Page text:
Virginia Commonwealth Univeristy

Practicing Excellence in Transfusion Therapy

VCUHS Transfusion Guidelines

Blood samples

Revised March 2013

Blood product



Utilization guidelines

Packed RBC

Adult dose  1 unit

Neonatal dose: 5-15ml/kg
  • 1 g/dl increase Hb
  • 3% increase in Hct
  • Hb < 8g/dl
  • Need to increase O2 carrying capacity
  • Blood loss > 30%


Adult Dose: >3x10¹¹ pltsPool random donors (RDP)
v. single donor pheresis SD

Neonatal dose:  10 ml/kg


  • Increase in count
  • 30 – 60,000/mL/dose
  • Assay 10 min- 1 hr post transfusion Increase in count
  • Plt < 10 – 20,000/mL
  • Plt < 50,000/mL with bleeding or invasive procedure
  • Plt < 100,000 CNS surgery
  • Platelet dysfunction with bleeding


Warfarin reversal

5 – 8 ml/kg

Factor replacement

Adult dose:  2-4 units

Neonatal dose:  10-15 ml/kg
    • Decrease in PT, INR
    • Replace coagulation factors


  • PT > 1.5 x the upper limit of normal or the midpoint of normal range; aPTT > 1.5 x the upper limit of normal with bleeding or invasive procedure
  • Factor deficiency ONLY if no concentrate available


Adults: 1 dose (received pre-pooled from blood supplier)

Neonatal dose:  1 unit/10kg


  • Increase in fibrinogen
  • Increase vWF  (von Willebrand’s factor)
  • Increase factor VIII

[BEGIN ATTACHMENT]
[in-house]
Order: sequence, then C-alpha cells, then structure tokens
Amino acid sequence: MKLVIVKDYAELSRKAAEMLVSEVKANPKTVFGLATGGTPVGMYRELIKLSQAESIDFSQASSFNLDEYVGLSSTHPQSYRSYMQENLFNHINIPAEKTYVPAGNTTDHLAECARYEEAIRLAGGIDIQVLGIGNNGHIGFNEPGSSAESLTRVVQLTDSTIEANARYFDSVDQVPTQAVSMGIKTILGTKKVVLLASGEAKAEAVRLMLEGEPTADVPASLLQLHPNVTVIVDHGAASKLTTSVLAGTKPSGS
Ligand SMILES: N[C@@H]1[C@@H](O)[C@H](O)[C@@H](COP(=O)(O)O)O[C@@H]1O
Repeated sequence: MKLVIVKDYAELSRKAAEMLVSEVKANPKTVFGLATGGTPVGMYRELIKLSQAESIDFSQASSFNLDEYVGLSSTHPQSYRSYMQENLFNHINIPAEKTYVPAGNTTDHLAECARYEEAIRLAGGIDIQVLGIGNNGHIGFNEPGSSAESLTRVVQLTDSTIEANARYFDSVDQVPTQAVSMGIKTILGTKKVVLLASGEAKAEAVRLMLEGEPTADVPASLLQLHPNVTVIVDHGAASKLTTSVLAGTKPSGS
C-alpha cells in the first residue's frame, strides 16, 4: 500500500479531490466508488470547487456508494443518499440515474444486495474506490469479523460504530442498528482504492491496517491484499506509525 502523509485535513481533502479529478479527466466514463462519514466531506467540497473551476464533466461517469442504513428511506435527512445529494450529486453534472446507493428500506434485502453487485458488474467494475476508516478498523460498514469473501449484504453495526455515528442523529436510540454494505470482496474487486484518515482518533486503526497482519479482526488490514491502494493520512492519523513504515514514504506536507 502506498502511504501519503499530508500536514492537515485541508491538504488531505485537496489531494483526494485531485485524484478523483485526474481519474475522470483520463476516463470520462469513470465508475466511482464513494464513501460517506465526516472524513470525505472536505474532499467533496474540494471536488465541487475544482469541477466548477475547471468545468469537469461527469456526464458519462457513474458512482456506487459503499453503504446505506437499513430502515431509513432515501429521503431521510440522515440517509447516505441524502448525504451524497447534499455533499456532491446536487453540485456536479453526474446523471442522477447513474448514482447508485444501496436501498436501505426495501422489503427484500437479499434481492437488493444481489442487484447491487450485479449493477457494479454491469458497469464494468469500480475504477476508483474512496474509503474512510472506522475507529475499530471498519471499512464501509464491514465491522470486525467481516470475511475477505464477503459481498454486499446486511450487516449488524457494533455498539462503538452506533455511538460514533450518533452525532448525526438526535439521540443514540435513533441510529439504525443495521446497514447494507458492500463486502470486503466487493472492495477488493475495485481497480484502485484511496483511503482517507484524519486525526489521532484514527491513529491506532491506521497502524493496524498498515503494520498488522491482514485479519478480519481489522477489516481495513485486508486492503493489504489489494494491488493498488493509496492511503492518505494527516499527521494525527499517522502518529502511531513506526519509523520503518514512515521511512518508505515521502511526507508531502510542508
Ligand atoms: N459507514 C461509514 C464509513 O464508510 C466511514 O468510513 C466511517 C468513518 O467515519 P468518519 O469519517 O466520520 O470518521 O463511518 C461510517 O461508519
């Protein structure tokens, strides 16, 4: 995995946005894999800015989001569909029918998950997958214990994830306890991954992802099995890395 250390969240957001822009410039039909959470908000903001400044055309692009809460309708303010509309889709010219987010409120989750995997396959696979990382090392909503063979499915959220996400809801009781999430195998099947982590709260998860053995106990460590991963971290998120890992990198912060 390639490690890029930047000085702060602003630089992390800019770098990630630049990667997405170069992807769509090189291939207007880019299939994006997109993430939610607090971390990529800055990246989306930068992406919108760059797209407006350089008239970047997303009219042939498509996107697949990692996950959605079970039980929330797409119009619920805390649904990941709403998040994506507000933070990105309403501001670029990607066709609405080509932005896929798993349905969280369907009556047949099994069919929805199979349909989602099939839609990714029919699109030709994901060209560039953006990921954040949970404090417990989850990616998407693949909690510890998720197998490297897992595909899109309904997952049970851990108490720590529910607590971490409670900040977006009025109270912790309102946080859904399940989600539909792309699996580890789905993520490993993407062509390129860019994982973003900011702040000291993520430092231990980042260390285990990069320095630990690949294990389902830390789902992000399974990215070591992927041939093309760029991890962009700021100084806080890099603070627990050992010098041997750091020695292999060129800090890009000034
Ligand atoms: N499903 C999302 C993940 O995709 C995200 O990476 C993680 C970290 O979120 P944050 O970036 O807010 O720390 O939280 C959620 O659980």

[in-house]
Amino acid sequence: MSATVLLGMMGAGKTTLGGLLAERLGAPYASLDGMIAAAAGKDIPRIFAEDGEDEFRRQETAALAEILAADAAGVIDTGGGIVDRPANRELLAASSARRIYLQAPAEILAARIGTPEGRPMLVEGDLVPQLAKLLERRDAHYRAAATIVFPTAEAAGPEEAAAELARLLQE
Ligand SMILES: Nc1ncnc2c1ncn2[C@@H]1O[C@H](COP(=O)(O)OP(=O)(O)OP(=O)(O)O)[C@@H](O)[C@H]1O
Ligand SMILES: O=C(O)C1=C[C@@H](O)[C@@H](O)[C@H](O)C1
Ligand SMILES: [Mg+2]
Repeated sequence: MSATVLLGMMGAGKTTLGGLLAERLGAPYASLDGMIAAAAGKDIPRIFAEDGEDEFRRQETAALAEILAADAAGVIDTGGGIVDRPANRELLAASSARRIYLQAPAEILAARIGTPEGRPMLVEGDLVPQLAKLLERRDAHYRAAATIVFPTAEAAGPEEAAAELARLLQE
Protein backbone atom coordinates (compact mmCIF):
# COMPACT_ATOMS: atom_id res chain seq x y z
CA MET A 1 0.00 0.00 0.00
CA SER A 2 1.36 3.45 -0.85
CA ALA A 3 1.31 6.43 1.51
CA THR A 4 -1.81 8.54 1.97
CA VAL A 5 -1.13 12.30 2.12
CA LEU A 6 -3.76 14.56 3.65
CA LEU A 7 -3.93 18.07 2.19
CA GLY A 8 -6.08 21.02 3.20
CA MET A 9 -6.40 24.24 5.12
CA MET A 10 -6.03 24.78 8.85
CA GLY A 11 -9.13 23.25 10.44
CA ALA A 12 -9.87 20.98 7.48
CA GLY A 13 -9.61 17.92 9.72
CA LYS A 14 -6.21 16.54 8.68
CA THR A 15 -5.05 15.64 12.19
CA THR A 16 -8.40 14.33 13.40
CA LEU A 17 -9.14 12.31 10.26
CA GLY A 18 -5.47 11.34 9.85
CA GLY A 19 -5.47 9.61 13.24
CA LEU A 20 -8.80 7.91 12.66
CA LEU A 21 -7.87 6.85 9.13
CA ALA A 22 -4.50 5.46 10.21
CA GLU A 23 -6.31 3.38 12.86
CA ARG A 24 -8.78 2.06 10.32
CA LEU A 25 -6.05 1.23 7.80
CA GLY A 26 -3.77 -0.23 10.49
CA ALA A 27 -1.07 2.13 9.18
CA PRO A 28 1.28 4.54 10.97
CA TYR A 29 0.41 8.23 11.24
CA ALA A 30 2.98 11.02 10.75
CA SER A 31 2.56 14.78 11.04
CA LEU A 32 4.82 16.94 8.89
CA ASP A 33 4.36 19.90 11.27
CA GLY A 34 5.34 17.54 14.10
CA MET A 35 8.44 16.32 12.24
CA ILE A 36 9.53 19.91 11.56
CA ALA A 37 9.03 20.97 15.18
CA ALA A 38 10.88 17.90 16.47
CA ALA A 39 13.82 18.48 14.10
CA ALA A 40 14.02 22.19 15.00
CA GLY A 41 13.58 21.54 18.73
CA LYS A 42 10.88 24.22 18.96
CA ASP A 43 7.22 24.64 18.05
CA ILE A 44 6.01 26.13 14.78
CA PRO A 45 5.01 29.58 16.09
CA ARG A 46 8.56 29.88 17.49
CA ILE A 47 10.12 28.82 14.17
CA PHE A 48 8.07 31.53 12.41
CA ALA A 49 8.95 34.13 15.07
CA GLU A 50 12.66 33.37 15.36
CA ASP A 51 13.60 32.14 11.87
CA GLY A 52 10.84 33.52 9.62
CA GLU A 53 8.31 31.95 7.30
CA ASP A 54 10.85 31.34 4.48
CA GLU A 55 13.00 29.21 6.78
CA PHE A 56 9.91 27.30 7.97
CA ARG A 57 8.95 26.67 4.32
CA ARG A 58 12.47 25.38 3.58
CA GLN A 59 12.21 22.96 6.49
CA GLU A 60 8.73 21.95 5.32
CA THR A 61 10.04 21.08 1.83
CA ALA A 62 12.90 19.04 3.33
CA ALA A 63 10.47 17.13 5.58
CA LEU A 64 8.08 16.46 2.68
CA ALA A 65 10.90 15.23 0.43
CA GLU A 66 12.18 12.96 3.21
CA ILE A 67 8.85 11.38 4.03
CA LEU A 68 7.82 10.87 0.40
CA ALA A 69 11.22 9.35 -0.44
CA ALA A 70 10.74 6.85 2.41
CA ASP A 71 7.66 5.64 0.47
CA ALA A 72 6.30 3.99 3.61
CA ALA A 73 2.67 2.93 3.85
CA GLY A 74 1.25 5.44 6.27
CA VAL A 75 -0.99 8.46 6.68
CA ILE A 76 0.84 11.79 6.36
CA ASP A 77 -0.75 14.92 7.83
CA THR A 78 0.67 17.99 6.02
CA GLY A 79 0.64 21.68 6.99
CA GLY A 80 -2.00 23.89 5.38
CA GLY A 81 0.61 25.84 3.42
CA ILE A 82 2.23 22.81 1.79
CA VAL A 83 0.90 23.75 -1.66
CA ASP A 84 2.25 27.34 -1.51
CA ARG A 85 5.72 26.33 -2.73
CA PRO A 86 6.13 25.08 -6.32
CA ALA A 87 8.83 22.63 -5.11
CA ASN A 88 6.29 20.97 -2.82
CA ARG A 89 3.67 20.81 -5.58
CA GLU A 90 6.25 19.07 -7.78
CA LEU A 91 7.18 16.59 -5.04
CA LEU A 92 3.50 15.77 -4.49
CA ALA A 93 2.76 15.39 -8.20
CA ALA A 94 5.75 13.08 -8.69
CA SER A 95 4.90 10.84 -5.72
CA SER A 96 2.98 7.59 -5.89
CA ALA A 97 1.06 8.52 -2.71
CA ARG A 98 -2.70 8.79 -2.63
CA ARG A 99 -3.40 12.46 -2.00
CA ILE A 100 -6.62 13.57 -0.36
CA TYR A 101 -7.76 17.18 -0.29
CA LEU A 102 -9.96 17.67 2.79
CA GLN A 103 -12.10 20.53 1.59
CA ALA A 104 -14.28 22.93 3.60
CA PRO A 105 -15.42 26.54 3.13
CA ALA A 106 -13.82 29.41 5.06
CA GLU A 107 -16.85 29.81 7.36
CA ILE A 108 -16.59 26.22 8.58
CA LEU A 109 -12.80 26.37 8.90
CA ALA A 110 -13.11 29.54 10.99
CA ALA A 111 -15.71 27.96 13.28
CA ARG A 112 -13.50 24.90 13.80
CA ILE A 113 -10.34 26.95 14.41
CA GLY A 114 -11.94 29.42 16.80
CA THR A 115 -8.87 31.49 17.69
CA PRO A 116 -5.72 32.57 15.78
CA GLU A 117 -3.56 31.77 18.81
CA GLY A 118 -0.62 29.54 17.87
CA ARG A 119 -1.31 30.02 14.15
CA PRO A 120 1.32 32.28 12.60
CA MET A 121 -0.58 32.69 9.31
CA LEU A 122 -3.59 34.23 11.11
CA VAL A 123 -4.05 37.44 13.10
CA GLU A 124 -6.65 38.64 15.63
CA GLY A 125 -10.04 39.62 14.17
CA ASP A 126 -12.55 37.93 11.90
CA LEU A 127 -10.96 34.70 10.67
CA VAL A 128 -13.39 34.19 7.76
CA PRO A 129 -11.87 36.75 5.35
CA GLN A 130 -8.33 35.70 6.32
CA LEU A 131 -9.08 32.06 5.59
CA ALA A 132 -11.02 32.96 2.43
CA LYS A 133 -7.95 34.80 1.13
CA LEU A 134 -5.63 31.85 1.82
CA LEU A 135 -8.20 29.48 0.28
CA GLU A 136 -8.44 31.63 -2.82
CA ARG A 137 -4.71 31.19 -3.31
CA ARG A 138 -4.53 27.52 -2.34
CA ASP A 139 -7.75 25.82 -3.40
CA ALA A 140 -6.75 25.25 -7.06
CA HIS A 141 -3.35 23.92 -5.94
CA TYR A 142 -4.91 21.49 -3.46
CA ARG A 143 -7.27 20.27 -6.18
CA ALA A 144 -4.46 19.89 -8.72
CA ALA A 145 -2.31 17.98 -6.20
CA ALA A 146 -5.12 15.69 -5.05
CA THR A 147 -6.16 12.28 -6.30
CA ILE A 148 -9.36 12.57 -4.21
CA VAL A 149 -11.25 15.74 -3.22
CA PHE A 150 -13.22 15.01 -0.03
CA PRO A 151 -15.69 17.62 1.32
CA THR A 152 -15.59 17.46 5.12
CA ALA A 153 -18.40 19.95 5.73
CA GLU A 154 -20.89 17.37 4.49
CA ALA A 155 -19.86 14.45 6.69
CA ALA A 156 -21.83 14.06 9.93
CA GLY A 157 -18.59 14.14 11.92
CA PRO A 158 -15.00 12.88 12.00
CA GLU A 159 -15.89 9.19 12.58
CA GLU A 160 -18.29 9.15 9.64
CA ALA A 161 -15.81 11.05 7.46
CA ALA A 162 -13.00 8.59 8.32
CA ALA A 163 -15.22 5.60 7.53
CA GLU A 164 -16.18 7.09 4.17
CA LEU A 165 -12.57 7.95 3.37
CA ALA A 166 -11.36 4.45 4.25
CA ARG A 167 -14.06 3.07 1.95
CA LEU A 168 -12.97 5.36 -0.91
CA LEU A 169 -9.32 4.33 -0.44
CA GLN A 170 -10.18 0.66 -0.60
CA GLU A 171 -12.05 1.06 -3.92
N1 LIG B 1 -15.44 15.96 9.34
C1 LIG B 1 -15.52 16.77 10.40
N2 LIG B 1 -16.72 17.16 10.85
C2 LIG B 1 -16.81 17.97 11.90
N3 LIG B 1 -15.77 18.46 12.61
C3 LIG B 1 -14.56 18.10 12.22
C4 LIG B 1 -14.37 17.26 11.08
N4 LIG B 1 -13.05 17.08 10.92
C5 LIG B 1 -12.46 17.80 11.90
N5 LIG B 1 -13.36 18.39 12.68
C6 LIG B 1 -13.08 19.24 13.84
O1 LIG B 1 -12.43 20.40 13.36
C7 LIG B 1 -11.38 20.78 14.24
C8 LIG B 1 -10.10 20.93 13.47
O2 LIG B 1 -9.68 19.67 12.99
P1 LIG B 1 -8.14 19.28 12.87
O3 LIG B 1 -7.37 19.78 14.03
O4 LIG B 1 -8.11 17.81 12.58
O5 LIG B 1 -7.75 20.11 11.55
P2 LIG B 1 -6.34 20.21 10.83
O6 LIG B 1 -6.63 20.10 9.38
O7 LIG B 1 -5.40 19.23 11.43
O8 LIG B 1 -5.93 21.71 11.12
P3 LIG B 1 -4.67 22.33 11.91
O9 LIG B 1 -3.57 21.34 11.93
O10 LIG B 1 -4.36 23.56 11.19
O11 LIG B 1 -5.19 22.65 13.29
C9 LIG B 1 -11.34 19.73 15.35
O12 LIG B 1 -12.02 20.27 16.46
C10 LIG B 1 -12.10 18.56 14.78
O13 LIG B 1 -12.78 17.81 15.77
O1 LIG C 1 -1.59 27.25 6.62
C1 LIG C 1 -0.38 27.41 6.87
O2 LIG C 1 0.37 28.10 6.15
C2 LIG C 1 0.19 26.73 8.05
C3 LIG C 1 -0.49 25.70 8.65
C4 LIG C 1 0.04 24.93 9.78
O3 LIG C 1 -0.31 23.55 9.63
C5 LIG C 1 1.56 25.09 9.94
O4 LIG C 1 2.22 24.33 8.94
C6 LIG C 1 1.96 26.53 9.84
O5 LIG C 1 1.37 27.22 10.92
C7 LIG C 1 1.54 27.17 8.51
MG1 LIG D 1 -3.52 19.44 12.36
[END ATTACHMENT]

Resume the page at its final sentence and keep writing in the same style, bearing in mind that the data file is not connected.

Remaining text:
• Increase factor XIII
  • Fibrinogen < 100mg/dL
  • Von Willebrand’s Disease if other safer products not available
  • Uremic platelet dysfunction with bleeding


Risk/unit by serology :   HBV 1: 208-488,000 HTLV I/II 1: 641,000
Risk/unit by Nucleic Acid Testing (NAT) and serology combined ~HCV 1:1,600,000     ~HIV 1:1,900,000, HBV, NAT: has not demonstrated a decreased risk from serologic testing as listed above.
Risk of West Nile Virus varies by year, location and season; testing by NAT
Risk of Chagas: dependent on geographic location, testing by ELISA and positives confirmed by RIPA.

CMV Seronegative Components

Reduce exposure to cytomegalovirus (CMV)
Donor serum screened for CMV antibodies
Determine patient CMV immune status – order CMV IgG antibody


  1. CMV seronegative BMT & PBSC transplant candidates & recipients
  2. Infants<4 months of age
  3. Intrauterine transfusions
  4. Congenital immunodeficiencies
  5. CMV seronegative children receiving CMV seronegative solid organ transplants
  6. HIV positive patients who are also CMV seronegative
  7. Seronegative pregnant women

Alternative: = Leukoreduced components

Considered CMV “safe” equivalent

White cells which harbor CMV are removed


Sickledex Negative Red Cells